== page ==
Our last Green Tip on conserving water talked about WaterSense toilets. This week we focus on WaterSense showerheads and faucets. When you are buying new fixtures, select those that use less water, certified as WaterSense, which means they “meet the EPA’s specifications for water efficiency and performance.” According to the EPA, such products “work as well or better than similar but less efficient products despite being 20% more water efficient.”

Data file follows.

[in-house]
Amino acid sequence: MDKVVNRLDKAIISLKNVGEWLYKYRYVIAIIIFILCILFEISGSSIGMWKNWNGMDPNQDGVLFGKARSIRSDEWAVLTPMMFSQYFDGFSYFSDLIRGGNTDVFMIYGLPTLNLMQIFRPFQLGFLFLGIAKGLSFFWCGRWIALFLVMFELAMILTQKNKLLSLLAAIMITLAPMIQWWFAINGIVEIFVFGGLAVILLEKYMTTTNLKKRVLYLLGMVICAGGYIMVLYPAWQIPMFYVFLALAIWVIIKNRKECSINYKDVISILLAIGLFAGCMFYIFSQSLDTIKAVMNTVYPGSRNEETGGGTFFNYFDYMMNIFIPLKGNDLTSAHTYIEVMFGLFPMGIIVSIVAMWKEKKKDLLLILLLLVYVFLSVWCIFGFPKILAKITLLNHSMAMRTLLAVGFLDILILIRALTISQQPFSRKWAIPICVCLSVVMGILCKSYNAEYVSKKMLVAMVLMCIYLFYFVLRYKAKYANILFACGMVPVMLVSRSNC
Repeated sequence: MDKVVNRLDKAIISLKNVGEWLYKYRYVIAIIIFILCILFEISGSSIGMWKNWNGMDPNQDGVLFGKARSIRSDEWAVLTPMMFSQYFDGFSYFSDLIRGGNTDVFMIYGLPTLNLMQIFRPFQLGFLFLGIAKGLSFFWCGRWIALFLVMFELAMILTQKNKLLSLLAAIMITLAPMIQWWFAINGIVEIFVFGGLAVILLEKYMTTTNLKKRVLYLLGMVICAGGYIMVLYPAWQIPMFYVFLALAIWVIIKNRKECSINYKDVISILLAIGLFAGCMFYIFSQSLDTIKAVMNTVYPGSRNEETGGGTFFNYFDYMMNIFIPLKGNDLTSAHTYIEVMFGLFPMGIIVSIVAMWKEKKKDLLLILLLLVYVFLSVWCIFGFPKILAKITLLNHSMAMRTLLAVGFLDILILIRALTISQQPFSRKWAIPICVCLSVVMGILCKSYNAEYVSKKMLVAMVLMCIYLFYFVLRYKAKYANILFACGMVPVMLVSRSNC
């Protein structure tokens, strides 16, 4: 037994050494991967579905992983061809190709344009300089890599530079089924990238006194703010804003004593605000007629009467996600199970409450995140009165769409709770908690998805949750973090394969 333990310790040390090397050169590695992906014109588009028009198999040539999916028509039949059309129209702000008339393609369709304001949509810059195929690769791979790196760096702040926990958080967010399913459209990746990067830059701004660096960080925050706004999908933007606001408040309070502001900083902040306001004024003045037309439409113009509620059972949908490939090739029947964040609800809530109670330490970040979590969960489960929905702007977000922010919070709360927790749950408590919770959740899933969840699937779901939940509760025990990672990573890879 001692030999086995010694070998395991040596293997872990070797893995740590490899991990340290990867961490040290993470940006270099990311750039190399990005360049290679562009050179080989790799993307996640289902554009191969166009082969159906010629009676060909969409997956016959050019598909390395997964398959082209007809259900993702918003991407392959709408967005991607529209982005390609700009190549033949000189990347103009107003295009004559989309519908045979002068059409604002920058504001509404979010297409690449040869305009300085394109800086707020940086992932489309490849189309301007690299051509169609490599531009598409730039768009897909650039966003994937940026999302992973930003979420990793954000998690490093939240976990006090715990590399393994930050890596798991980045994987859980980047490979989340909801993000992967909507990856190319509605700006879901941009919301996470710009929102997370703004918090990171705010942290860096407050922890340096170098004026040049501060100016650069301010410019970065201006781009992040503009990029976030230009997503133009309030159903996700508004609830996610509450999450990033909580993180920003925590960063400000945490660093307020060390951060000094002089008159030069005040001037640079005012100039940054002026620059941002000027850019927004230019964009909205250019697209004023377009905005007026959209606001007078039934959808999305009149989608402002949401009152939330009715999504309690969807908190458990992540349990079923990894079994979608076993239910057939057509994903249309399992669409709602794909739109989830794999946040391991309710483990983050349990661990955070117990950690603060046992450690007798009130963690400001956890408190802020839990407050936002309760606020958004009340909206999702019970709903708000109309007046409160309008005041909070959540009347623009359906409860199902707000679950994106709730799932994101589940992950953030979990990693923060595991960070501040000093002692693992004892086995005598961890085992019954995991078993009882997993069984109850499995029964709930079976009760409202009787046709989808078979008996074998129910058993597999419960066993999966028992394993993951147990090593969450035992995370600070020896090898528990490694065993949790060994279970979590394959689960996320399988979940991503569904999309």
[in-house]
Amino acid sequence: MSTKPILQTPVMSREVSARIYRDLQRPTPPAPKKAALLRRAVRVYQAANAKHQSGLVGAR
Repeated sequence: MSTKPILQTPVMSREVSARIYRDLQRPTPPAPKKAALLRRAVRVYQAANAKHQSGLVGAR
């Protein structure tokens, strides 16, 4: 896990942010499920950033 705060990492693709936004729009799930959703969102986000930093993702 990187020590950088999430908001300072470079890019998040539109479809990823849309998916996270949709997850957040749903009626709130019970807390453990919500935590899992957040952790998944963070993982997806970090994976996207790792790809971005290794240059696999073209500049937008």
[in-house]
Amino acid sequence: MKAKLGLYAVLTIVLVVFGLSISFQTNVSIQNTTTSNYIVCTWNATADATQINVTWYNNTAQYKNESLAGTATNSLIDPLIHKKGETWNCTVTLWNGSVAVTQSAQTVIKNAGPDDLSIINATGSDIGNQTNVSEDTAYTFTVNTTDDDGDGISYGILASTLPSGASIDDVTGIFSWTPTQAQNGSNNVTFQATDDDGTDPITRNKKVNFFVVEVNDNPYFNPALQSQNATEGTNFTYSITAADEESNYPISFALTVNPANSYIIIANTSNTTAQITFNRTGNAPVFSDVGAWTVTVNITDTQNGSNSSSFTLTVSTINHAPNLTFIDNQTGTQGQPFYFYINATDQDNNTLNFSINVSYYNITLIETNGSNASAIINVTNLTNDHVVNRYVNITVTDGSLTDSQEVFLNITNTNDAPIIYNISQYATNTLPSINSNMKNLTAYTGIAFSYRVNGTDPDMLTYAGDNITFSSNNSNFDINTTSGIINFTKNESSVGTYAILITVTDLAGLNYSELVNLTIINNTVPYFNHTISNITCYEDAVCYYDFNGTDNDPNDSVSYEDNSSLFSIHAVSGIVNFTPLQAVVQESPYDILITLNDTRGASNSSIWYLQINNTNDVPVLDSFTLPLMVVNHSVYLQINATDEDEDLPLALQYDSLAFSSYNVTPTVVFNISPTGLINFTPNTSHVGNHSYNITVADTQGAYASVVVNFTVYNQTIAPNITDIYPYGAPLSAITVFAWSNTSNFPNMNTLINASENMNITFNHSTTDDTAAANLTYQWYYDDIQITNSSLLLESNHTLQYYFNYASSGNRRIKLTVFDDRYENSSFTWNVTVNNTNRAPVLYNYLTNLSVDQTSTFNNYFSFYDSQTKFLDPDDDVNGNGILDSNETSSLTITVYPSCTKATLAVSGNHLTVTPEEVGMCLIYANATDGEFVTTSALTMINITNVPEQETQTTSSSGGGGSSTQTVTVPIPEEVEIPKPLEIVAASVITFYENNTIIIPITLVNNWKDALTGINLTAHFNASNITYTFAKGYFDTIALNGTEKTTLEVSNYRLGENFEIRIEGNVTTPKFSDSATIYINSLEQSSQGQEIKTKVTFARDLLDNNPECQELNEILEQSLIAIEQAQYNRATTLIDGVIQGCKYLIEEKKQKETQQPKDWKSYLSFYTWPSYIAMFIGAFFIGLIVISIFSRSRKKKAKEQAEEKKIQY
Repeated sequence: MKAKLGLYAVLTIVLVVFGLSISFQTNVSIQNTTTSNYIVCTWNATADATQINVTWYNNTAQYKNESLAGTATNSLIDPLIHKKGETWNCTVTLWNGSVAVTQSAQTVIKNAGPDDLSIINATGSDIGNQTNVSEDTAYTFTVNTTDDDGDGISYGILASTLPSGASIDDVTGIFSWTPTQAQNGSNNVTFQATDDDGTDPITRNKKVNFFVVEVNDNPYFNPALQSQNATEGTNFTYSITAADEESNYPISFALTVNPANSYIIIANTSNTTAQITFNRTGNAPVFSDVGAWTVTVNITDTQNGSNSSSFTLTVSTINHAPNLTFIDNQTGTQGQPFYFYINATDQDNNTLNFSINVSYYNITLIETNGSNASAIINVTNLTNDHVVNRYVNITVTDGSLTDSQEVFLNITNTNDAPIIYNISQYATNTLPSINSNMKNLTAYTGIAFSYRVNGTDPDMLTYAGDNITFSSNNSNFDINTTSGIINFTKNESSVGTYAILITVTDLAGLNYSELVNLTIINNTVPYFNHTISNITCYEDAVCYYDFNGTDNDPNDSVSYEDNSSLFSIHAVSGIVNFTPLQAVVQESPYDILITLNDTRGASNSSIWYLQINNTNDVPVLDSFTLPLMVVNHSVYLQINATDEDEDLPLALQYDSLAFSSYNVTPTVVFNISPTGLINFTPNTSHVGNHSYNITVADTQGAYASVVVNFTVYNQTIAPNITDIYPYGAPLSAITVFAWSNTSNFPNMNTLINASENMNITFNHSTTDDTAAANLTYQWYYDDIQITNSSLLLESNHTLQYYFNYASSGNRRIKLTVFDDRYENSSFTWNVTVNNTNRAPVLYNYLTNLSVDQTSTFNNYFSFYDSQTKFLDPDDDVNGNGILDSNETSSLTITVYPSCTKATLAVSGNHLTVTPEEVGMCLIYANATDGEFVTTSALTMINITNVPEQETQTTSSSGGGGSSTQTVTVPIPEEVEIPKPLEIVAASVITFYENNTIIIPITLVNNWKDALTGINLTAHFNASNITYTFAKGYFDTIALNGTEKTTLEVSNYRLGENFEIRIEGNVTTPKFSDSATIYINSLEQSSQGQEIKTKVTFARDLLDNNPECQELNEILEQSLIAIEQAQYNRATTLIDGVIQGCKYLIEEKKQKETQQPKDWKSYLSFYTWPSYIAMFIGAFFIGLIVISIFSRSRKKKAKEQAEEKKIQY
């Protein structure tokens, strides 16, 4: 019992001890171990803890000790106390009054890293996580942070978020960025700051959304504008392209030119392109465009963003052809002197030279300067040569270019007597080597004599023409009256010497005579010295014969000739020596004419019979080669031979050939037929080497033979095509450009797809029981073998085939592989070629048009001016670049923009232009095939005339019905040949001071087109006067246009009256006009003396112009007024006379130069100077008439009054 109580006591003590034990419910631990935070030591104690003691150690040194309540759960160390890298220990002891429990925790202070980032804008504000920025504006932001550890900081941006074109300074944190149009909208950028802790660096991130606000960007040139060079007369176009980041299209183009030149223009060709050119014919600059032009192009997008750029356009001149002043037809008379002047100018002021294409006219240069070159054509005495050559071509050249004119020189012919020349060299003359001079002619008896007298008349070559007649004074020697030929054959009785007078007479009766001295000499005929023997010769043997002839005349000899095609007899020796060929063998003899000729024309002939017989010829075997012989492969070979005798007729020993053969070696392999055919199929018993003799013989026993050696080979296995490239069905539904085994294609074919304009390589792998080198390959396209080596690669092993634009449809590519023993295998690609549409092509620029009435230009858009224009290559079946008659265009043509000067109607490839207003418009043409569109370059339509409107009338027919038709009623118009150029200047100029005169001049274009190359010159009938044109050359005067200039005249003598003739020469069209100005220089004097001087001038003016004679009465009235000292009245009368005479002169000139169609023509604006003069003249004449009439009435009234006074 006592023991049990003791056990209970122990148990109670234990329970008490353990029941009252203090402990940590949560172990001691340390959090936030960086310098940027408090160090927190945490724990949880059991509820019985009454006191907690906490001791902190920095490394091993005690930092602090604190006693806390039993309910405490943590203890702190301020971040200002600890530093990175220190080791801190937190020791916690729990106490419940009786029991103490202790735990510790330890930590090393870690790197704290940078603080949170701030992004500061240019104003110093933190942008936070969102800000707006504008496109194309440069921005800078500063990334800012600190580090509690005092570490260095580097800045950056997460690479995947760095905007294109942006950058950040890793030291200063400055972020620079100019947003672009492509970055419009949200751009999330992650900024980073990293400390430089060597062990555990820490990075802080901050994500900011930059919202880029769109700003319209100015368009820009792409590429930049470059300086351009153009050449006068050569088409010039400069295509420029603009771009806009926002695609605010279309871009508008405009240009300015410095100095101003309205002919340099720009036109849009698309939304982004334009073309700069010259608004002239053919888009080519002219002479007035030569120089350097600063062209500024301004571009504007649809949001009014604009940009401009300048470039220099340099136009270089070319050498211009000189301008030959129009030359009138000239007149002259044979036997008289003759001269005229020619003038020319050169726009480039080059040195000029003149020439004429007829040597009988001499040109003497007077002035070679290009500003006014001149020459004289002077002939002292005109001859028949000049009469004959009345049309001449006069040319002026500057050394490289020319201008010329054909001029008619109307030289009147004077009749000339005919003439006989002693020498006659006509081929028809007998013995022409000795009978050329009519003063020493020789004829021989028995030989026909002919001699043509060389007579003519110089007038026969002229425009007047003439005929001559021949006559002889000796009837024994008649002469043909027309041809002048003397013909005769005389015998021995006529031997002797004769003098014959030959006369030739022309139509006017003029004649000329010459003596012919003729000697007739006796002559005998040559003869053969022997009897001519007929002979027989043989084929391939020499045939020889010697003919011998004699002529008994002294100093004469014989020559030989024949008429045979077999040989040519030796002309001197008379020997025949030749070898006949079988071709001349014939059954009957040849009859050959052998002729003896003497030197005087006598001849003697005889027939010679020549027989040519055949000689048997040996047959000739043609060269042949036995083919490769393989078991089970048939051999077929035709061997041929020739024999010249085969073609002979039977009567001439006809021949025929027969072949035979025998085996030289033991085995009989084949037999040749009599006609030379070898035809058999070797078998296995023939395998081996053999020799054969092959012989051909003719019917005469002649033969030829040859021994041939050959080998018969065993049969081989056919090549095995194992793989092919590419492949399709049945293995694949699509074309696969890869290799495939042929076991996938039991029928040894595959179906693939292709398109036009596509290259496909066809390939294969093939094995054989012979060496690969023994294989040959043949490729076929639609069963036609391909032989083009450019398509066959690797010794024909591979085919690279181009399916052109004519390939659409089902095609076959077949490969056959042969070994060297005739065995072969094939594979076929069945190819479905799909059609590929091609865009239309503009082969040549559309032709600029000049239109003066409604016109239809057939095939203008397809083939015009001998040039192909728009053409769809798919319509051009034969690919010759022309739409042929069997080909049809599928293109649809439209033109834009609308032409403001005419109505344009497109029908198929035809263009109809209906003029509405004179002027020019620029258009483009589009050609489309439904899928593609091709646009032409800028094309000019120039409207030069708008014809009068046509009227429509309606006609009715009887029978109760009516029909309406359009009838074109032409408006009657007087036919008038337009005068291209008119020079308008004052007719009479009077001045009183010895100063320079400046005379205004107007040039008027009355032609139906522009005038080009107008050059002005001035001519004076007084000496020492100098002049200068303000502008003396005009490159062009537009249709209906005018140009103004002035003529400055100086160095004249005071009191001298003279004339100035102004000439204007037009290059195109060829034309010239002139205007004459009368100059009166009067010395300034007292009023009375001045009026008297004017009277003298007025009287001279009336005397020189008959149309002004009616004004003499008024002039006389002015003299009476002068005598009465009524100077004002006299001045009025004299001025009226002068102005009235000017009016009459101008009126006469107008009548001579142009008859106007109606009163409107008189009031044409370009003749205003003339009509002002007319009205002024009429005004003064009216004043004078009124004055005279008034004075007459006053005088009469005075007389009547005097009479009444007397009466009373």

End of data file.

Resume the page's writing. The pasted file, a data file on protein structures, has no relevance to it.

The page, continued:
According to the EPA, “Showering is one of the leading ways we use water in the home, accounting for nearly 17 percent of residential indoor water use—for the average family, that adds up to nearly 40 gallons per day. That’s nearly 1.2 trillion gallons of water used in the United States annually just for showering, or enough to supply the water needs of New York and New Jersey for a year! By retrofitting your shower with a WaterSense-labeled showerhead, you can save a considerable amount of this water.” Standard showerheads use 2.5 gallons of water per minutes (gpm) while WaterSense-labeled showerheads use no more than 2 gallons but still show “water coverage and spray intensity” that is “equal to or better than” the conventional ones. By using such water-saving showerheads, an average family might save 2,700 gallons of water per year. Note: bathroom and kitchen faucets labeled WaterSense also reduce water flow while maintaining force and efficiency. For more information, go to epa.gov/watersense/watersense-label

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